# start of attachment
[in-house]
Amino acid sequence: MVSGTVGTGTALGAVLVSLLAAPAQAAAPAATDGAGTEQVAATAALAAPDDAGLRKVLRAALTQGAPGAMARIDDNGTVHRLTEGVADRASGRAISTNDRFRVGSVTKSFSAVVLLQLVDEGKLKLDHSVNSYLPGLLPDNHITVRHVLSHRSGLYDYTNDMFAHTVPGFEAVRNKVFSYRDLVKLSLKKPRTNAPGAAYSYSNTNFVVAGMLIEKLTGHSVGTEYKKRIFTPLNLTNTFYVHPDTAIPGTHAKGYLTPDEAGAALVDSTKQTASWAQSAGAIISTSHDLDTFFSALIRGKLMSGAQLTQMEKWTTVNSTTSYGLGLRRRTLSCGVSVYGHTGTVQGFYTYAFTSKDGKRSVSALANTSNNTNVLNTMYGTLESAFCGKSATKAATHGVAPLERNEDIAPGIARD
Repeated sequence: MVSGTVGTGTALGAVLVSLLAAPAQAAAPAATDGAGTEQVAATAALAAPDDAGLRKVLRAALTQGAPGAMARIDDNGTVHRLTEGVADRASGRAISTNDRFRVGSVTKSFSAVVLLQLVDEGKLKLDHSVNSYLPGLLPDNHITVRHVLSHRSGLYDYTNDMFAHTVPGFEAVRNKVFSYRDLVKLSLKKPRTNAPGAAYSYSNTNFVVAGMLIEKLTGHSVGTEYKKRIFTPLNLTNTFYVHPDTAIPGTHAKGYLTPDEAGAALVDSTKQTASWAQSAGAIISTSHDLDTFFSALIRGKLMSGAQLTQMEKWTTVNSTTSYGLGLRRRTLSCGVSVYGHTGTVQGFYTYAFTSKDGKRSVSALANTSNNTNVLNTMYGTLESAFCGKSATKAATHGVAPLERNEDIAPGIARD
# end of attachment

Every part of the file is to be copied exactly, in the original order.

[in-house]
Amino acid sequence: MVSGTVGTGTALGAVLVSLLAAPAQAAAPAATDGAGTEQVAATAALAAPDDAGLRKVLRAALTQGAPGAMARIDDNGTVHRLTEGVADRASGRAISTNDRFRVGSVTKSFSAVVLLQLVDEGKLKLDHSVNSYLPGLLPDNHITVRHVLSHRSGLYDYTNDMFAHTVPGFEAVRNKVFSYRDLVKLSLKKPRTNAPGAAYSYSNTNFVVAGMLIEKLTGHSVGTEYKKRIFTPLNLTNTFYVHPDTAIPGTHAKGYLTPDEAGAALVDSTKQTASWAQSAGAIISTSHDLDTFFSALIRGKLMSGAQLTQMEKWTTVNSTTSYGLGLRRRTLSCGVSVYGHTGTVQGFYTYAFTSKDGKRSVSALANTSNNTNVLNTMYGTLESAFCGKSATKAATHGVAPLERNEDIAPGIARD
Repeated sequence: MVSGTVGTGTALGAVLVSLLAAPAQAAAPAATDGAGTEQVAATAALAAPDDAGLRKVLRAALTQGAPGAMARIDDNGTVHRLTEGVADRASGRAISTNDRFRVGSVTKSFSAVVLLQLVDEGKLKLDHSVNSYLPGLLPDNHITVRHVLSHRSGLYDYTNDMFAHTVPGFEAVRNKVFSYRDLVKLSLKKPRTNAPGAAYSYSNTNFVVAGMLIEKLTGHSVGTEYKKRIFTPLNLTNTFYVHPDTAIPGTHAKGYLTPDEAGAALVDSTKQTASWAQSAGAIISTSHDLDTFFSALIRGKLMSGAQLTQMEKWTTVNSTTSYGLGLRRRTLSCGVSVYGHTGTVQGFYTYAFTSKDGKRSVSALANTSNNTNVLNTMYGTLESAFCGKSATKAATHGVAPLERNEDIAPGIARD